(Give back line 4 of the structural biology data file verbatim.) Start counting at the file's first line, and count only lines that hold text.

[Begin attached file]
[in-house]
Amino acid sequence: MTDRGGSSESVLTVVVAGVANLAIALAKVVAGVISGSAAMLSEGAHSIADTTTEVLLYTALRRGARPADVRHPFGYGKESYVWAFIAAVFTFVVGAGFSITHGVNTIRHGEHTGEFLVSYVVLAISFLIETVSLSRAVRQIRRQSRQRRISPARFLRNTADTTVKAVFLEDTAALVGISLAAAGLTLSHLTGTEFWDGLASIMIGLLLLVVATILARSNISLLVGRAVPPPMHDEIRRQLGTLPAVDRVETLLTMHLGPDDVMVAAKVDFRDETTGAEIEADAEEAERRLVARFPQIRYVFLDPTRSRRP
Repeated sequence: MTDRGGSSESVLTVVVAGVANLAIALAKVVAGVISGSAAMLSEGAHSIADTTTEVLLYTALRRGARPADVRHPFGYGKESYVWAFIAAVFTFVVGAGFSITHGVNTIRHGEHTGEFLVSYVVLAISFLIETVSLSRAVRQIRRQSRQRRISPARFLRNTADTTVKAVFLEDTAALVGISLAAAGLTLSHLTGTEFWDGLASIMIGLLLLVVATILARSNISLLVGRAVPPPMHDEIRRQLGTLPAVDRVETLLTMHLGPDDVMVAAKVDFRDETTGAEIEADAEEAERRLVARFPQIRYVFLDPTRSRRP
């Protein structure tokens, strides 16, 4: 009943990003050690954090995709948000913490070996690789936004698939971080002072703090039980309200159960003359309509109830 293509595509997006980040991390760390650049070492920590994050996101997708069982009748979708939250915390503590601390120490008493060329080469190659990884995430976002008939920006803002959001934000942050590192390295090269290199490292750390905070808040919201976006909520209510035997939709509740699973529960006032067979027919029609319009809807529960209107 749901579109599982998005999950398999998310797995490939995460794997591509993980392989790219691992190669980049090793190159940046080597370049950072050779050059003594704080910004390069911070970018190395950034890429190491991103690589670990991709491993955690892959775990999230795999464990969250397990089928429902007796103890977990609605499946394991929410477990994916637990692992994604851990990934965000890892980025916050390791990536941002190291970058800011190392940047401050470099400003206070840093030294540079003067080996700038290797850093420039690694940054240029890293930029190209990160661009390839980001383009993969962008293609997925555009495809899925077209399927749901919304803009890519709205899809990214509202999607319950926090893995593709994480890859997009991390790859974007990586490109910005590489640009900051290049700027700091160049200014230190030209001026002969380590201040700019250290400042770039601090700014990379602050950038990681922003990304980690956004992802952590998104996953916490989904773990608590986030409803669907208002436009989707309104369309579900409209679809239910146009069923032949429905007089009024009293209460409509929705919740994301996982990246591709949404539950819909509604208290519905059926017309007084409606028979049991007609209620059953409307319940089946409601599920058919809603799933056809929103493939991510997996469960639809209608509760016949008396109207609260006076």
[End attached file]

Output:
């Protein structure tokens, strides 16, 4: 009943990003050690954090995709948000913490070996690789936004698939971080002072703090039980309200159960003359309509109830 293509595509997006980040991390760390650049070492920590994050996101997708069982009748979708939250915390503590601390120490008493060329080469190659990884995430976002008939920006803002959001934000942050590192390295090269290199490292750390905070808040919201976006909520209510035997939709509740699973529960006032067979027919029609319009809807529960209107 749901579109599982998005999950398999998310797995490939995460794997591509993980392989790219691992190669980049090793190159940046080597370049950072050779050059003594704080910004390069911070970018190395950034890429190491991103690589670990991709491993955690892959775990999230795999464990969250397990089928429902007796103890977990609605499946394991929410477990994916637990692992994604851990990934965000890892980025916050390791990536941002190291970058800011190392940047401050470099400003206070840093030294540079003067080996700038290797850093420039690694940054240029890293930029190209990160661009390839980001383009993969962008293609997925555009495809899925077209399927749901919304803009890519709205899809990214509202999607319950926090893995593709994480890859997009991390790859974007990586490109910005590489640009900051290049700027700091160049200014230190030209001026002969380590201040700019250290400042770039601090700014990379602050950038990681922003990304980690956004992802952590998104996953916490989904773990608590986030409803669907208002436009989707309104369309579900409209679809239910146009069923032949429905007089009024009293209460409509929705919740994301996982990246591709949404539950819909509604208290519905059926017309007084409606028979049991007609209620059953409307319940089946409601599920058919809603799933056809929103493939991510997996469960639809209608509760016949008396109207609260006076």